By Pat Hughes

Rahm Emanuel has portrayed himself as Chicago’s “reform mayor.” As a candidate in 2011, he promised to “turn the page and bring in a new era of transparency, accountability and an end to business as usual in city government.”

So how does his record stack up to his rhetoric?

  • Pension shortfalls have loomed over Chicago for several years, but tax increases and cuts in city services have not adequately addressed the funding issues.
  • Chicago Public Schools (CPS) have a bond rating of “Junk.” And, each year, we send about 400,000 children into a system that will fail to bring the majority of them to grade level achievement by the end of the school year.
  • The city leads the nation in violent crime.
  • And, according to Internal Revenue Service data, Cook County lost a net of 379,000 taxpayers to its six neighboring counties from 1992 through 2012. When dependents are included, Cook County lost nearly a million people. Those taxpayers took more than $19 billion in taxable income with them.

Today, the “Reform Mayor” unveiled his 2016 city budget, ostensibly paid for by the largest collection of tax and fee hikes in Chicago’s history. Emanuel is pitching the idea that over $500 million in new property taxes and several other tax and fee hikes are necessary to secure Chicago’s financial future. The tax hikes are intended to generate the funds necessary to shore up police and fire pensions and school construction. Emanuel’s plan also imposes a garbage-collection fee on property owners that will generate $100 million more. The $500 million property tax increase will cost the owner of a home valued at $250,000 about $500 more each year. The garbage fee will be an additional monthly assessment of $11 to $12 per household.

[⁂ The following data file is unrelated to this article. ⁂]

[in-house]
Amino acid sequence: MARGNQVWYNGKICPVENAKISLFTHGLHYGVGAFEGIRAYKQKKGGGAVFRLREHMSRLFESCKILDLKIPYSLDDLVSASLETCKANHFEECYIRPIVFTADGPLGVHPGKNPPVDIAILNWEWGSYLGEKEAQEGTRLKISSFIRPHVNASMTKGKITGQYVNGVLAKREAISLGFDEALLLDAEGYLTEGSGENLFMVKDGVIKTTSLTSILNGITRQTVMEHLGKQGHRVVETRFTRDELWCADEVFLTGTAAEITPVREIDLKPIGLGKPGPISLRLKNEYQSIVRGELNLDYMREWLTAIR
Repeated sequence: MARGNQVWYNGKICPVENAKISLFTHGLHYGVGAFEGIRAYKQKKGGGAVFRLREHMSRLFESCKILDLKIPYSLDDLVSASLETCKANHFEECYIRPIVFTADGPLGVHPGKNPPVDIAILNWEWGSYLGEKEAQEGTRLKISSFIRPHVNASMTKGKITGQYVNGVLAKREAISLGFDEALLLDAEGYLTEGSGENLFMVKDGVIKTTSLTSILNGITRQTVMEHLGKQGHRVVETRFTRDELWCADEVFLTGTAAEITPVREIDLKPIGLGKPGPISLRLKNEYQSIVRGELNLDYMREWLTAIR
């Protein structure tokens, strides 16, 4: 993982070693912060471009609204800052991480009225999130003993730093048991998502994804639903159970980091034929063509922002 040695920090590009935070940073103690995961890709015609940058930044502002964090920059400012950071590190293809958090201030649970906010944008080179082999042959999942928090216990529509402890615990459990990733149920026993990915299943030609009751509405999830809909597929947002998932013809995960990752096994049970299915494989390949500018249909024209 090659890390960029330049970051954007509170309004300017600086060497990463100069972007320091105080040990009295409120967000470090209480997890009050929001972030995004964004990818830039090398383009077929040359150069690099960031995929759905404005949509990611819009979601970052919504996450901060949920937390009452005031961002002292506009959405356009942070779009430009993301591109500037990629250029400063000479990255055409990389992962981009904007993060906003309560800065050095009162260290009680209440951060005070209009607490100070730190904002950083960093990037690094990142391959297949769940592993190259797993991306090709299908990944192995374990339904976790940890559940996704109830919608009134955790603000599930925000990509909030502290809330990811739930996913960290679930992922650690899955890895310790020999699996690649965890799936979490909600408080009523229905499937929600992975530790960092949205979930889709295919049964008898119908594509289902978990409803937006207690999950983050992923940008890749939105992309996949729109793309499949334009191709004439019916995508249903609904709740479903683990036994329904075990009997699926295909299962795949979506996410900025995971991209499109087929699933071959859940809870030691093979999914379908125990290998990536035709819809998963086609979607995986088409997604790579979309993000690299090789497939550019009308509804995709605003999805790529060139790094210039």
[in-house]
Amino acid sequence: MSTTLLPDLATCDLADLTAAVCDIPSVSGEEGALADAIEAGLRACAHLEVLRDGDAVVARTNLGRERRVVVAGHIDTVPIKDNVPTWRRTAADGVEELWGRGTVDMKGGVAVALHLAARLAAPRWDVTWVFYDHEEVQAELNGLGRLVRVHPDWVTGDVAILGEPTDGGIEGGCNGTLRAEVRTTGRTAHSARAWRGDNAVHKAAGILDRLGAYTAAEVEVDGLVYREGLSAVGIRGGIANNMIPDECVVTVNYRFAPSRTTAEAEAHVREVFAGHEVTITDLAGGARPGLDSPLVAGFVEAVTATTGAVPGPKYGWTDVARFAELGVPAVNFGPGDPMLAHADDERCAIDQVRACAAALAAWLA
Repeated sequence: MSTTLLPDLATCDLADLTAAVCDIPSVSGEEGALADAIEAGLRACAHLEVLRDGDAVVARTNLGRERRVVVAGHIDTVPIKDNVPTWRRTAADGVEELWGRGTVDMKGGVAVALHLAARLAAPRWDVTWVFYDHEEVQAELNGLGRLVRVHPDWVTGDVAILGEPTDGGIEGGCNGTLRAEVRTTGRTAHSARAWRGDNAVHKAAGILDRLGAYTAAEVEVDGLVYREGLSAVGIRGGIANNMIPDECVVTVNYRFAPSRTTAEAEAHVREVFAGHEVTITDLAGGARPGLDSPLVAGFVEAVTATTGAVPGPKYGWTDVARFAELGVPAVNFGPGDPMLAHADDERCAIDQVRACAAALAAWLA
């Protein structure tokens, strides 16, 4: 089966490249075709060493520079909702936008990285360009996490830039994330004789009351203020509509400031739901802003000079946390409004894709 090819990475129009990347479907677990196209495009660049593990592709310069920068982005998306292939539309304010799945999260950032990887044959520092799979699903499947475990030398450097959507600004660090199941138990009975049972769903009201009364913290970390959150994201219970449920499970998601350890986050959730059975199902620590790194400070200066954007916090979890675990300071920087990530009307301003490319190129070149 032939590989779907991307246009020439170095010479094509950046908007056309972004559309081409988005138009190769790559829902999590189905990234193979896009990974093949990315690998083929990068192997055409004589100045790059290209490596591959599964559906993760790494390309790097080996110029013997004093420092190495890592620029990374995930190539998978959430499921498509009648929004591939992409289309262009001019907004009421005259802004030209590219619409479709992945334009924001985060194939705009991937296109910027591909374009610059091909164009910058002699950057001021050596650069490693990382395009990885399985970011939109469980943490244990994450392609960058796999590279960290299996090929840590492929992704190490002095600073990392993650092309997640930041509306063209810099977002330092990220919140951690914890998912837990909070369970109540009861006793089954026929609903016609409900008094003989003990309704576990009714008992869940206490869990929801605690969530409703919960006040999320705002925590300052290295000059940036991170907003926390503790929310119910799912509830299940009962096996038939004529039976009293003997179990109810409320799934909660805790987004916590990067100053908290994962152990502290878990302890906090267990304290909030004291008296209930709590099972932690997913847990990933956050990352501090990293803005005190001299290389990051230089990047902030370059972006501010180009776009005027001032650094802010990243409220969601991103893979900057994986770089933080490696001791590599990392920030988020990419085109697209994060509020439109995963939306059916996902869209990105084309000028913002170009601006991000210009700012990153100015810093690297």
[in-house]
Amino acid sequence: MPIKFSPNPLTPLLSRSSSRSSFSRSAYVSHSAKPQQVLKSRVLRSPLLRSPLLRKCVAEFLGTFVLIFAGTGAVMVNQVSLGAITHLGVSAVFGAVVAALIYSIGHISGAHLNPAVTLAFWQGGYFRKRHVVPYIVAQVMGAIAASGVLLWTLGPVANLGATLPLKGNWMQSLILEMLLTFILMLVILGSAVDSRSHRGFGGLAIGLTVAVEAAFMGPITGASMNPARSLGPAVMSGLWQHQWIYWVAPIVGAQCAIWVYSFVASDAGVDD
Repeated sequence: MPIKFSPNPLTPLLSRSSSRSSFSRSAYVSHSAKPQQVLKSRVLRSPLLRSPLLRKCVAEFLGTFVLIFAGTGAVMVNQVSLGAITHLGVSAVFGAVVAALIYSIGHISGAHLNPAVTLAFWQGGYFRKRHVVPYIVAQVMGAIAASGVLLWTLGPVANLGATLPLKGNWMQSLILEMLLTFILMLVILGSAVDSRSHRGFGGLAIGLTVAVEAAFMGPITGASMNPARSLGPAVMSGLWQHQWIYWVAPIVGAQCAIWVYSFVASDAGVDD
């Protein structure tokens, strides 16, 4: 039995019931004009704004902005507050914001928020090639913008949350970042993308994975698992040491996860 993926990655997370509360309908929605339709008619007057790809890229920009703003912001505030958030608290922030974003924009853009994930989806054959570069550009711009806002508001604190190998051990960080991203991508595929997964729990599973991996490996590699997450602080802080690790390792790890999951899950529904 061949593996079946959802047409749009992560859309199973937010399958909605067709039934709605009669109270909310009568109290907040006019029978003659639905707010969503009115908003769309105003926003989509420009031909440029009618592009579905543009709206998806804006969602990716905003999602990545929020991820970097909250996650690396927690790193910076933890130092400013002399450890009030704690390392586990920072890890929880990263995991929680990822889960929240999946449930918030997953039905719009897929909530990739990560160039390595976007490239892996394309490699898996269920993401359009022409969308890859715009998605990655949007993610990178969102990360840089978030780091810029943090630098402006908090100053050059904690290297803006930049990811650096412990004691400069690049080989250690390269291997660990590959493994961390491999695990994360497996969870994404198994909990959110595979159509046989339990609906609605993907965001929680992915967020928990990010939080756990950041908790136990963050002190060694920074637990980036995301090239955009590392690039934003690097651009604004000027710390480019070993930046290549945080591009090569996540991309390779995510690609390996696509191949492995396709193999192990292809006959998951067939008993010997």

The mayor’s 2016 budget will also include:

  • A tax on e-cigarettes and other smokeless tobacco products, which is roughly equivalent to the $7.17 tax slapped on a pack of cigarettes purchased in Chicago
  • The “Netflix Tax,” which is a 9 percent tax on what official documents call “electronically delivered amusements” and “nonpossessory computer leases”
  • A $1 per ride surcharge on Uber and other ride-hailing services
  • A penny-an-ounce “fat tax” on sugary soft drinks

The worst part of all of this is that, as monumental as Emanuel’s proposed tax and fee increase is, it won’t solve Chicago’s fiscal problems, mainly because the Chicago Public School’s $9.5 billion pension crisis remains unaddressed in the Mayor’s proposal. The short term increase in revenue will only temporarily fill gaps in city budgets and further delay the necessity to implement structural reforms that could improve the city’s fiscal outlook in the long-term.

Moreover, without real pension and spending reforms, more property tax hikes will be forthcoming. More residents will flee the city, as a result. The city’s economic crisis will be accelerated. And one of the world’s great cities will continue to wither under Emanuel’s “leadership”.

As it happens, Mayor Emanuel has famously offered advice on how to act in a crisis. His words of wisdom? “Never let a crisis go to waste. What I mean by that is it’s an opportunity to do things you didn’t think you could do before.” Chicago is indeed in crisis. And Chicagoans now have a real opportunity to challenge the political status quo and demand the reforms they were promised – at school board meetings, at city council meetings and at the ballot box. Let’s not allow this opportunity to go to waste.

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